Rants, rambles, news and notes from another geek

When to Implement IDisposable

One of the joys of programming in a GC environment is that you don’t really have to worry about cleaning up. In C, we have to remember to call free() after calling malloc(). In C++ we had to remember to call delete after new. In COM you had to remember to Release() your objects. Even worse, you had to manage AddRef() calls when you passed them around. VB inherited this problem. (You had to use Set when assigning to get the underlying AddRef and then you had to remember to say Set myObj = Nothing to call Release.

In .NET we are free from all this, right? Well, not really. The problem lies with the IDisposable interface. I’ve written before about my dislike for IDisposable. I understand why it exists, but I just don’t like it. I don’t like it because you have to remember to call Dispose on any object that you use that implements it. This means that I have to just know that an object needs to be disposed.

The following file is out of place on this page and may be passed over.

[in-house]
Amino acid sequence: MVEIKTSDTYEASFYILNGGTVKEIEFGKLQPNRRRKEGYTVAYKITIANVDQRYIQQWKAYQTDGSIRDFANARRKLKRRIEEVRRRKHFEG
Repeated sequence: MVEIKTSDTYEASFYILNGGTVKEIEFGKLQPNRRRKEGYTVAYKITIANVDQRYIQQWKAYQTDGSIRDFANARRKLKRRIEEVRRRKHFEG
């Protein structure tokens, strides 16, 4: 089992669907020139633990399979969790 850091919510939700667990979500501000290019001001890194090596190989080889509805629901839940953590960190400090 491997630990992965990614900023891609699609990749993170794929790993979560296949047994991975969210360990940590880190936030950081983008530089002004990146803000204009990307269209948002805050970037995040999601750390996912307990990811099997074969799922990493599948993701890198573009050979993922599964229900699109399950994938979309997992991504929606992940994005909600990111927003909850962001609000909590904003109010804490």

The other problem with IDisposable is knowing when to implement it. In this post by Eric Gunnerson (VC# PM at MS), we get some insight as to when you should and shouldn’t implement it. Eric discusses three scenarios of interest. When you have a class what wraps an unmanaged resource, Eric tells us that you should implement both a finalizer and IDisposable. This is the obvious one and the one that gets good converage in the docs.

A more interesting case is when your class has a field that implements IDisposable. For this one Eric tells us that you don’t need to write a finalizer, but you may want to implement IDisposable so you can let the users of your class decide when your fields are disposed.

Eric’s final scenario is a class where no fields implement IDisposable. In this case he tells us to do nothing. I agree.

This is all very useful information and everyone needs to file it away, but do you now see why I get so annoyed by this? Sure it isn’t as bad as it was in COM, but it is still not perfect. I’d sure love to see some improvement here. I don’t know how to do it. There are plenty of smart guys in MS Research who should be able to figure it out.